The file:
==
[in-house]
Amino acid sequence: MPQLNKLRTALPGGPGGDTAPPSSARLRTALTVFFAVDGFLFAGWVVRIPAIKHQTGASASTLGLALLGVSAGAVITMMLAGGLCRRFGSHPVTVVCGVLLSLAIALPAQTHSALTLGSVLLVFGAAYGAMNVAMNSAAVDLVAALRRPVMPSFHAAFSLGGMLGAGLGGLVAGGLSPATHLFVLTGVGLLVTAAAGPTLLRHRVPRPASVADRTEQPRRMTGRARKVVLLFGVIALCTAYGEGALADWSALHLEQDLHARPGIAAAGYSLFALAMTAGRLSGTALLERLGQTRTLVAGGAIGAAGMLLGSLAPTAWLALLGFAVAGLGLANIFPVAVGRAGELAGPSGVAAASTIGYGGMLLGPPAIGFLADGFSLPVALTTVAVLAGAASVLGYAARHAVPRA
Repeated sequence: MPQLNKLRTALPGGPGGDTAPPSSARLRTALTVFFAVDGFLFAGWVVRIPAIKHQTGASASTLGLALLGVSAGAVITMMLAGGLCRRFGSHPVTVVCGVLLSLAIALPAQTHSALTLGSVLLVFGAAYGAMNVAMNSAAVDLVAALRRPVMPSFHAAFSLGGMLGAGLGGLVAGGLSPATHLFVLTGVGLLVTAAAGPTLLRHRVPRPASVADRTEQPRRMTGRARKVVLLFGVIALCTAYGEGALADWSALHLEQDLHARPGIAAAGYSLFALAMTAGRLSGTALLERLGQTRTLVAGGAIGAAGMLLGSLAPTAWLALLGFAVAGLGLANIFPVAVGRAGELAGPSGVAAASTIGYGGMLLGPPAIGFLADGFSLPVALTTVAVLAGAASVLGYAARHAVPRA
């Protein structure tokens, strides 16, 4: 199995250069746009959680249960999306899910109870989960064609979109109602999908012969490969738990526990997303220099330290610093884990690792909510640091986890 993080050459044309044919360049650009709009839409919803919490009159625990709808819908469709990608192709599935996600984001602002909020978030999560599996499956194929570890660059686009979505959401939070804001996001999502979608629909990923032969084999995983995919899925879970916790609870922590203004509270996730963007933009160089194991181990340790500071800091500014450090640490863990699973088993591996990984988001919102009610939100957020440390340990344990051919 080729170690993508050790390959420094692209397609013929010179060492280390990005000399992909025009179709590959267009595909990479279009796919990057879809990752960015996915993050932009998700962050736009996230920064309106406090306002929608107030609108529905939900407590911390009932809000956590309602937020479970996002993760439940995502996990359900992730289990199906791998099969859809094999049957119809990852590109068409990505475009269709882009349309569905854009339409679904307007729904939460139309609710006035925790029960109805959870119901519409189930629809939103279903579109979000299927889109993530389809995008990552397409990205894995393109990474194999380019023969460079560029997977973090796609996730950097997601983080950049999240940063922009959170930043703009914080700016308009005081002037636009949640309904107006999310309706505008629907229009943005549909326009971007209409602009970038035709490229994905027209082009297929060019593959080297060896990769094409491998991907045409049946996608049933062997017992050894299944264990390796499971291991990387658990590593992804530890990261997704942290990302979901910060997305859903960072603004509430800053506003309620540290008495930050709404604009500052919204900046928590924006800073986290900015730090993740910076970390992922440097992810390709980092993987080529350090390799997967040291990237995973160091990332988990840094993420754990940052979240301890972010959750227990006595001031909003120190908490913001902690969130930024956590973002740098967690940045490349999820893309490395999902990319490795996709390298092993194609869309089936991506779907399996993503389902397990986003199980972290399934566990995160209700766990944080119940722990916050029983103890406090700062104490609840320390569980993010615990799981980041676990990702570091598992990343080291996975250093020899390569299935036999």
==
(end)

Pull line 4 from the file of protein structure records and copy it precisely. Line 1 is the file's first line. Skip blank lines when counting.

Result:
């Protein structure tokens, strides 16, 4: 199995250069746009959680249960999306899910109870989960064609979109109602999908012969490969738990526990997303220099330290610093884990690792909510640091986890 993080050459044309044919360049650009709009839409919803919490009159625990709808819908469709990608192709599935996600984001602002909020978030999560599996499956194929570890660059686009979505959401939070804001996001999502979608629909990923032969084999995983995919899925879970916790609870922590203004509270996730963007933009160089194991181990340790500071800091500014450090640490863990699973088993591996990984988001919102009610939100957020440390340990344990051919 080729170690993508050790390959420094692209397609013929010179060492280390990005000399992909025009179709590959267009595909990479279009796919990057879809990752960015996915993050932009998700962050736009996230920064309106406090306002929608107030609108529905939900407590911390009932809000956590309602937020479970996002993760439940995502996990359900992730289990199906791998099969859809094999049957119809990852590109068409990505475009269709882009349309569905854009339409679904307007729904939460139309609710006035925790029960109805959870119901519409189930629809939103279903579109979000299927889109993530389809995008990552397409990205894995393109990474194999380019023969460079560029997977973090796609996730950097997601983080950049999240940063922009959170930043703009914080700016308009005081002037636009949640309904107006999310309706505008629907229009943005549909326009971007209409602009970038035709490229994905027209082009297929060019593959080297060896990769094409491998991907045409049946996608049933062997017992050894299944264990390796499971291991990387658990590593992804530890990261997704942290990302979901910060997305859903960072603004509430800053506003309620540290008495930050709404604009500052919204900046928590924006800073986290900015730090993740910076970390992922440097992810390709980092993987080529350090390799997967040291990237995973160091990332988990840094993420754990940052979240301890972010959750227990006595001031909003120190908490913001902690969130930024956590973002740098967690940045490349999820893309490395999902990319490795996709390298092993194609869309089936991506779907399996993503389902397990986003199980972290399934566990995160209700766990944080119940722990916050029983103890406090700062104490609840320390569980993010615990799981980041676990990702570091598992990343080291996975250093020899390569299935036999």